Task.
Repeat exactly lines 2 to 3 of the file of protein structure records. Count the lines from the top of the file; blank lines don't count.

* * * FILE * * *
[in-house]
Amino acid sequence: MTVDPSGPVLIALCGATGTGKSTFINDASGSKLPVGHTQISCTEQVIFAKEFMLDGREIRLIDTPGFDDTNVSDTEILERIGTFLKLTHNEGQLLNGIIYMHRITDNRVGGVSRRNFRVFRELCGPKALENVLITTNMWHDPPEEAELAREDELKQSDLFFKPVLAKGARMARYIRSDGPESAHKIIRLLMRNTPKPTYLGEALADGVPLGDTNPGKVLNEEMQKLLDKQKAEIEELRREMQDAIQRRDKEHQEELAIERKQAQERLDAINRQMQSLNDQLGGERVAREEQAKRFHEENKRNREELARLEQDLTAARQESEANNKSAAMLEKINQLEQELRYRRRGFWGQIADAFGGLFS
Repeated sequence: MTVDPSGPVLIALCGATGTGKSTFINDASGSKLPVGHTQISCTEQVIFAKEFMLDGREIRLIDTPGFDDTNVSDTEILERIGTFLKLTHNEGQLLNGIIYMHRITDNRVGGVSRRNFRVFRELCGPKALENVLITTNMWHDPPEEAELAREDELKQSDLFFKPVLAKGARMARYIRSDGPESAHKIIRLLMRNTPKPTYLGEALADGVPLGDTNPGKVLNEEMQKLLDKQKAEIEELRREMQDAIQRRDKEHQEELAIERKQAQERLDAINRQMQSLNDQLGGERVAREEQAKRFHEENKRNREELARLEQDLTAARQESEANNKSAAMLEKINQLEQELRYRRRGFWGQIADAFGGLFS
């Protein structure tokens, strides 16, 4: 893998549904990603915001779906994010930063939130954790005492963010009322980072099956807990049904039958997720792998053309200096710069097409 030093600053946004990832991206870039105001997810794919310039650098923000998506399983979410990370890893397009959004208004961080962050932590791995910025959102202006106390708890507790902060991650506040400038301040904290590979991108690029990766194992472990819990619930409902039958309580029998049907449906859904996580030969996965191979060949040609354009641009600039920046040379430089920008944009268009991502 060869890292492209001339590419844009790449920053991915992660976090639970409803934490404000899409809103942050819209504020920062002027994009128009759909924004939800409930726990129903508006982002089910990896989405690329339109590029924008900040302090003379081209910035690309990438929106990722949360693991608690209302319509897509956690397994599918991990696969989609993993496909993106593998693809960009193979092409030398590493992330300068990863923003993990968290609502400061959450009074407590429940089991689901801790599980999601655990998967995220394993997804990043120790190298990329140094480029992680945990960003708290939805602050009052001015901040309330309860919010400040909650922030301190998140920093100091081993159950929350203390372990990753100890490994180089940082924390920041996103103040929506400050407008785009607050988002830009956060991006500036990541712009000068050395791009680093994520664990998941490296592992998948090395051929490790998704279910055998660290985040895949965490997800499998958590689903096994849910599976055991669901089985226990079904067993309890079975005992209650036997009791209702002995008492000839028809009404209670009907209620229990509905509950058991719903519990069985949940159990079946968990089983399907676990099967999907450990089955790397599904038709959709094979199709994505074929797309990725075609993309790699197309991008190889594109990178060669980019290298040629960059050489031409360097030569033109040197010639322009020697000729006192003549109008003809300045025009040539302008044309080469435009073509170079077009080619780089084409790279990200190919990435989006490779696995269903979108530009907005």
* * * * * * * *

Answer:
Amino acid sequence: MTVDPSGPVLIALCGATGTGKSTFINDASGSKLPVGHTQISCTEQVIFAKEFMLDGREIRLIDTPGFDDTNVSDTEILERIGTFLKLTHNEGQLLNGIIYMHRITDNRVGGVSRRNFRVFRELCGPKALENVLITTNMWHDPPEEAELAREDELKQSDLFFKPVLAKGARMARYIRSDGPESAHKIIRLLMRNTPKPTYLGEALADGVPLGDTNPGKVLNEEMQKLLDKQKAEIEELRREMQDAIQRRDKEHQEELAIERKQAQERLDAINRQMQSLNDQLGGERVAREEQAKRFHEENKRNREELARLEQDLTAARQESEANNKSAAMLEKINQLEQELRYRRRGFWGQIADAFGGLFS
Repeated sequence: MTVDPSGPVLIALCGATGTGKSTFINDASGSKLPVGHTQISCTEQVIFAKEFMLDGREIRLIDTPGFDDTNVSDTEILERIGTFLKLTHNEGQLLNGIIYMHRITDNRVGGVSRRNFRVFRELCGPKALENVLITTNMWHDPPEEAELAREDELKQSDLFFKPVLAKGARMARYIRSDGPESAHKIIRLLMRNTPKPTYLGEALADGVPLGDTNPGKVLNEEMQKLLDKQKAEIEELRREMQDAIQRRDKEHQEELAIERKQAQERLDAINRQMQSLNDQLGGERVAREEQAKRFHEENKRNREELARLEQDLTAARQESEANNKSAAMLEKINQLEQELRYRRRGFWGQIADAFGGLFS